My grandma Iva explained a day would arrive in my life that would mark the end of being a fertile woman.
"The window of opportunity to have children completes itself," Grandma Iva said. "A door opens and then you become a grandma. But trust me, you don't have to be an emotional terrorist or act like a big baby to your family while doing it."
It seemed so long ago, listening to the family stories of wacky women who came unhinged during menopause. My grandma refused to be a part of the crazies, and made it a point to me to make sure I would not join in the fray. As I got got older, I realized all that she had taught me was basically learning to be decent to each other and hold on to a peaceful heart in all things.
My mother, god love her, didn't fare quite so well during the change of life. I watched that ride to crazy town she found herself trapped on with shock. Mad one minute, crying the next, I didn't want anything to do with it.
Now it's my turn in the grand scheme of things.
My husband and I are a May/December romance. He is the May, while I'm trying to refuse to go gently into the cool days of autumn.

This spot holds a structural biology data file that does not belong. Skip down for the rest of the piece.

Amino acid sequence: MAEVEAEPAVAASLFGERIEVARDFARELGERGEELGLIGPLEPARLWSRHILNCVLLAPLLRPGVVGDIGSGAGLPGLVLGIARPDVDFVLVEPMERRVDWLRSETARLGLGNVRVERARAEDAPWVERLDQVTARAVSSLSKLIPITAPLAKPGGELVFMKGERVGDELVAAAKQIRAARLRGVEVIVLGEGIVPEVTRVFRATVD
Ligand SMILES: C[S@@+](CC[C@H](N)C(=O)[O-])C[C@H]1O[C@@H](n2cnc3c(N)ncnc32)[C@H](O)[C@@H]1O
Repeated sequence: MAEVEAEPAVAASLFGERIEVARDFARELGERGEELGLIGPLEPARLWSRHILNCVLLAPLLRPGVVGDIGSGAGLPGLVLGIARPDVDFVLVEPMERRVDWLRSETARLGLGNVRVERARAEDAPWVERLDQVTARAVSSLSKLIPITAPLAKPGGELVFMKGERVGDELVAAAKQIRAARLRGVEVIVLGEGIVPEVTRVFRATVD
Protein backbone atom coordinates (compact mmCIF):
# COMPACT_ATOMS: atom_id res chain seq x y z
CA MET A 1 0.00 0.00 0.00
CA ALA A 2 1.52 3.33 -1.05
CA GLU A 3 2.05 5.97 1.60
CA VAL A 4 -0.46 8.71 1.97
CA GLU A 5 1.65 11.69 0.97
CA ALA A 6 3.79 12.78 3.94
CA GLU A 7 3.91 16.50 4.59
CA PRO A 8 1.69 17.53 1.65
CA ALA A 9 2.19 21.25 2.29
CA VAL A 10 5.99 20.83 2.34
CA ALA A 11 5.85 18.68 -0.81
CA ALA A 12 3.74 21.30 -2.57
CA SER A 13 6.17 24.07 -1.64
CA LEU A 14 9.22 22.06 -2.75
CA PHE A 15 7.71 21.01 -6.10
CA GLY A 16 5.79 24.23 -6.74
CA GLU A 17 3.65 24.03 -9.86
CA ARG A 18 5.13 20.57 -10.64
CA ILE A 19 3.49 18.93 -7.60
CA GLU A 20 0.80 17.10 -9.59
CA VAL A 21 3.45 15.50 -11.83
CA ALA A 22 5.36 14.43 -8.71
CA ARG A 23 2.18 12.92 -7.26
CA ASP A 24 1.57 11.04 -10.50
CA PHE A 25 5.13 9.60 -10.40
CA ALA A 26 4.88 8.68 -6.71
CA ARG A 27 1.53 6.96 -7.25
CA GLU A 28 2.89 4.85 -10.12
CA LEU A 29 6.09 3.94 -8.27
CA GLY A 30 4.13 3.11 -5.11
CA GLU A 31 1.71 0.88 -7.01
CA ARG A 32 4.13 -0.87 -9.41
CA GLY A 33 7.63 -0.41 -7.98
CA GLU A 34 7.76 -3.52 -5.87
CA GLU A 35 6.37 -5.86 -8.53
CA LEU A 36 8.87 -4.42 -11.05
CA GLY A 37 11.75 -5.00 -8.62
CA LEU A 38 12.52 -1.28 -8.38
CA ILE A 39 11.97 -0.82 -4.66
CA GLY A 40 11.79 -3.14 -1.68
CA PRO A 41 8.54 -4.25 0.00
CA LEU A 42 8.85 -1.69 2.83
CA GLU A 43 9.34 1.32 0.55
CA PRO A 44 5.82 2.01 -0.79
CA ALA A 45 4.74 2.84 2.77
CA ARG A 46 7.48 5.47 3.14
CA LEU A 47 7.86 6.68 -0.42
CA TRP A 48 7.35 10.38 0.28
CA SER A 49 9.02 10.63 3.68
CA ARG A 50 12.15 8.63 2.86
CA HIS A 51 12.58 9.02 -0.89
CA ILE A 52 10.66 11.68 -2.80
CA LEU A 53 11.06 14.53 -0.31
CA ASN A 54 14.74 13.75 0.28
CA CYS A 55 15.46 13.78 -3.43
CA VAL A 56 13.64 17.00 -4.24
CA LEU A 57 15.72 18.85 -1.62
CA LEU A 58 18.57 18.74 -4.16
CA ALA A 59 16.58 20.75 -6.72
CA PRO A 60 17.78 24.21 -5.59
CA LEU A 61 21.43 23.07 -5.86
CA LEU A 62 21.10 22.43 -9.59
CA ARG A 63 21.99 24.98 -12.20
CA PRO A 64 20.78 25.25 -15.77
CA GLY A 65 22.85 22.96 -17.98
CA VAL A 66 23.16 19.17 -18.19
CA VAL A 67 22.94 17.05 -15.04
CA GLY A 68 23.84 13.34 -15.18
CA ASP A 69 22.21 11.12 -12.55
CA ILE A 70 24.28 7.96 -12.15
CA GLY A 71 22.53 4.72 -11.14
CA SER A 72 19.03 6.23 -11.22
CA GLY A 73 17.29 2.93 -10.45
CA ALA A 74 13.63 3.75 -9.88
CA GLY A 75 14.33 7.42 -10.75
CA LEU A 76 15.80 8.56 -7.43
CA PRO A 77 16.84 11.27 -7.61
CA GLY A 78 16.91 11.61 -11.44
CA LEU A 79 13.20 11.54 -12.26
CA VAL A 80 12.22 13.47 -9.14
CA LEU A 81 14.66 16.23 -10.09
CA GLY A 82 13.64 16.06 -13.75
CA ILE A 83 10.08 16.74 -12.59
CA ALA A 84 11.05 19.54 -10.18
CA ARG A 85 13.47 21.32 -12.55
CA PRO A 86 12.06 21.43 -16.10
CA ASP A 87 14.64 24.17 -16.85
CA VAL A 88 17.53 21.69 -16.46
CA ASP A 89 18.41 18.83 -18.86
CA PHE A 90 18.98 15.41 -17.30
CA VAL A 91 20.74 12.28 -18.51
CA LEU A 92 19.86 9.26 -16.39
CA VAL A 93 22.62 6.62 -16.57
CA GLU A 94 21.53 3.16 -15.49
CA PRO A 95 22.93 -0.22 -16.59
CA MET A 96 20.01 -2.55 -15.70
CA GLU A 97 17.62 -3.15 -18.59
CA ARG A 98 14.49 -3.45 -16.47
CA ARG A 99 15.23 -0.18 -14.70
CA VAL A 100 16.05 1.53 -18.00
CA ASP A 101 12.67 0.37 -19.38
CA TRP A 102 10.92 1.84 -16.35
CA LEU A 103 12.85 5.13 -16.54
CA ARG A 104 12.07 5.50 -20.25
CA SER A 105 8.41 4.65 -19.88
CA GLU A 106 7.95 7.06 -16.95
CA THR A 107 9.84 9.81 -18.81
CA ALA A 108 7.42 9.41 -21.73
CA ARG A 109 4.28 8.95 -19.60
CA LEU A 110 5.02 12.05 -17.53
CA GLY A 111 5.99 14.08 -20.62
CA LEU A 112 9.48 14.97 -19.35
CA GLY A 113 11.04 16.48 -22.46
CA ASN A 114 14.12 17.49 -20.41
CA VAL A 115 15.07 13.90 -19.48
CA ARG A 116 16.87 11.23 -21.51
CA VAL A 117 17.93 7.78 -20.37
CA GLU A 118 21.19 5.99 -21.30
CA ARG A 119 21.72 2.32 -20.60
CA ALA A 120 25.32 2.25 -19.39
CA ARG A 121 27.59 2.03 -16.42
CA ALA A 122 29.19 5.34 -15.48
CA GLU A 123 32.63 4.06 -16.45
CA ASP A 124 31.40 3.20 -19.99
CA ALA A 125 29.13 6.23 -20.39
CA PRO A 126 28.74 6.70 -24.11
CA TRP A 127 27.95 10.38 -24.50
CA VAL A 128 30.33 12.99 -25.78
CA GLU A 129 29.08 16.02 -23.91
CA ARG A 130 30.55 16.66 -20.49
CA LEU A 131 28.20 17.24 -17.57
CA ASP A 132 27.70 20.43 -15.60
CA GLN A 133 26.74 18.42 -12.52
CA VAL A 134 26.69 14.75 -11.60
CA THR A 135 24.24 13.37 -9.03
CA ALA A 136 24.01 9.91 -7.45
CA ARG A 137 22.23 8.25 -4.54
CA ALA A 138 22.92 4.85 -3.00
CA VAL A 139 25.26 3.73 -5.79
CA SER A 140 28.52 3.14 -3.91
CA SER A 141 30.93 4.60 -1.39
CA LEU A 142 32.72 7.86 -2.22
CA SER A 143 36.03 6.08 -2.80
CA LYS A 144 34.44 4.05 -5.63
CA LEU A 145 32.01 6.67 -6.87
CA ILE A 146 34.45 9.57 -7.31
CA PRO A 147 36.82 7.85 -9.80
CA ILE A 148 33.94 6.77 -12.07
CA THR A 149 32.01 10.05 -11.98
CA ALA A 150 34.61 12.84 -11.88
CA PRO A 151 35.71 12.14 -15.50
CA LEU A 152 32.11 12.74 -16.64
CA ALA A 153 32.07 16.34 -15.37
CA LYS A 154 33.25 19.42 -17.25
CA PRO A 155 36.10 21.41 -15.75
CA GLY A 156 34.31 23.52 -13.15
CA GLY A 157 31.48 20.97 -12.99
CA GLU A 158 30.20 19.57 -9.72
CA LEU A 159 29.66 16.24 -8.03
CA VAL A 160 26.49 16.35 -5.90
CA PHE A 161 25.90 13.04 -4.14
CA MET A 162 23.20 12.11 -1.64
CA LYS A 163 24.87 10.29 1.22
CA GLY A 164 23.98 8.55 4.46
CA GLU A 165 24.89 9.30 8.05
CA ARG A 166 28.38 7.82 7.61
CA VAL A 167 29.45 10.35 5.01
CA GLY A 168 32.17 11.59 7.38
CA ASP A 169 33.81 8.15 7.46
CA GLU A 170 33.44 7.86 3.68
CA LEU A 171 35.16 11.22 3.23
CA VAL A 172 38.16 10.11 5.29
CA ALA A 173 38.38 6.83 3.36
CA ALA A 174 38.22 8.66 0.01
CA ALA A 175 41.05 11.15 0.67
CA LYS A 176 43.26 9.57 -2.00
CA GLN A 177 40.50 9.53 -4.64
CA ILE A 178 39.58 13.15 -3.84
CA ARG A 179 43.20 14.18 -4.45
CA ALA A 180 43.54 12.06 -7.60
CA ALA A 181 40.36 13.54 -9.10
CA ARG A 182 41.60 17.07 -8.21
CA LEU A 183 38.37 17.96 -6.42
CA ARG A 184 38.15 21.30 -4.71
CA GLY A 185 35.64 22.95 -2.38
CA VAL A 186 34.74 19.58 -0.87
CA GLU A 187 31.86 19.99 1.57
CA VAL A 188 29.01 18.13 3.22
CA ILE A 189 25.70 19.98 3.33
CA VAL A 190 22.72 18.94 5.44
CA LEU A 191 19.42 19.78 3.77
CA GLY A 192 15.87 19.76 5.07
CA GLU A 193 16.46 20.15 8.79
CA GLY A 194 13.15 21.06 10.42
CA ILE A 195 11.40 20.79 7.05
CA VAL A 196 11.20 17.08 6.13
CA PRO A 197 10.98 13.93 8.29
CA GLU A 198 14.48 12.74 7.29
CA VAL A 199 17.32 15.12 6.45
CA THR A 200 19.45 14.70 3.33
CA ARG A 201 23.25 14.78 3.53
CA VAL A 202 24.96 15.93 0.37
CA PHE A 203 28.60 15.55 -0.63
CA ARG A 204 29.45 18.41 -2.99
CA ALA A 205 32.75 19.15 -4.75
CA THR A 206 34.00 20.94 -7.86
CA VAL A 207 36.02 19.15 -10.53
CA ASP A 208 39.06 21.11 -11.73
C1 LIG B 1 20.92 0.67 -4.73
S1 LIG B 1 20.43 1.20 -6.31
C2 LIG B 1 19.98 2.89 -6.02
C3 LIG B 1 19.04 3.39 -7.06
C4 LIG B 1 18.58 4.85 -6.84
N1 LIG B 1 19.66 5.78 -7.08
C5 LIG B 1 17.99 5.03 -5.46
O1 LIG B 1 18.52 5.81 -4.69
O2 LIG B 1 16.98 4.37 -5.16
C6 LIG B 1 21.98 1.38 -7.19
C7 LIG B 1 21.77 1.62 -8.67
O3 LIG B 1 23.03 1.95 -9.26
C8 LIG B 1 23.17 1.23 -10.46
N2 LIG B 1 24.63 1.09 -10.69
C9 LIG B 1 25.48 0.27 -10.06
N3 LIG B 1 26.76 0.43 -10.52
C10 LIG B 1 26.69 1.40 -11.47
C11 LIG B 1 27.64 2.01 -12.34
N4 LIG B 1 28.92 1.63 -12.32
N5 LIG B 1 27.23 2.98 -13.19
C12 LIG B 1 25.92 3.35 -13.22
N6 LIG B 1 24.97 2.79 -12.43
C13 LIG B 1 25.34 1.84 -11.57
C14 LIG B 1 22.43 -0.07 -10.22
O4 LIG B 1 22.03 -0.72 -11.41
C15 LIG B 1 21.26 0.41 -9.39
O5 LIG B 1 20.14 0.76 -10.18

It took me a while to admit to him how much he meant to me, while asking me to marry him for over a year. He's young, and if he wanted a family - no matter how much I might wanted to have another child - I could not give him that gift. I didn't want to take that part of life away from him. He's a good man and would be a good father to a child.
I'm a little rough around the ages, been known to make sailors blush a couple of times and I'm definitely not into girly things. (Well, I used to be that way.)
"I love that you are just you," he has told me many times. "My wife, a woman who doesn't need to dress up or wear a painted face to prove beauty. Don't ever change."
Now comes the dilemma of menopause.
Haven't gone crazy, even though I've been working through that dreaded peri-menopausal time. But I am experiencing an unusual side-affect.
"Menopause has turned you into a girl," my husband said as I looked through fingernail polish recently at a local store.
It's not only nail polish, but I've bought new make-up this winter and have found myself liking shopping bags and of all things, including hats, boots and wearing dresses and skirts!
I also hate to admit this, but there's pink in my wardrobe and jewelry hanging from a hook in the bathroom. I use hairspray once-in-a-while and even got out the hair dryer. I think the last straw was my husband catching me putting on lip gloss the other day.
The look on his face was priceless.
"Not quite sure who you are anymore," my husband teases. "Menopause made my wife a girl."
In my defense, I guess it's about time.